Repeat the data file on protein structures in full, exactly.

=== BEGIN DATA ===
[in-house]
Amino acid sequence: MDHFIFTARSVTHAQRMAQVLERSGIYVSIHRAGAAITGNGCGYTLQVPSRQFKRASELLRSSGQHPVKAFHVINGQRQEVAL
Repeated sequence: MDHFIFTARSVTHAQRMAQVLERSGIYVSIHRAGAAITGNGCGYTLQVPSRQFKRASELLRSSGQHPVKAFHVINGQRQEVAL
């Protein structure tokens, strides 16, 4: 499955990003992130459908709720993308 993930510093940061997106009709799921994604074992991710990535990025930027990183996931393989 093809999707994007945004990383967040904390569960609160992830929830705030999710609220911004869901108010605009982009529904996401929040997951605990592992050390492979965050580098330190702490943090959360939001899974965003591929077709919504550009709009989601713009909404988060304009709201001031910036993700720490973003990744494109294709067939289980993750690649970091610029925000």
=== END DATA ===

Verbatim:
[in-house]
Amino acid sequence: MDHFIFTARSVTHAQRMAQVLERSGIYVSIHRAGAAITGNGCGYTLQVPSRQFKRASELLRSSGQHPVKAFHVINGQRQEVAL
Repeated sequence: MDHFIFTARSVTHAQRMAQVLERSGIYVSIHRAGAAITGNGCGYTLQVPSRQFKRASELLRSSGQHPVKAFHVINGQRQEVAL
């Protein structure tokens, strides 16, 4: 499955990003992130459908709720993308 993930510093940061997106009709799921994604074992991710990535990025930027990183996931393989 093809999707994007945004990383967040904390569960609160992830929830705030999710609220911004869901108010605009982009529904996401929040997951605990592992050390492979965050580098330190702490943090959360939001899974965003591929077709919504550009709009989601713009909404988060304009709201001031910036993700720490973003990744494109294709067939289980993750690649970091610029925000």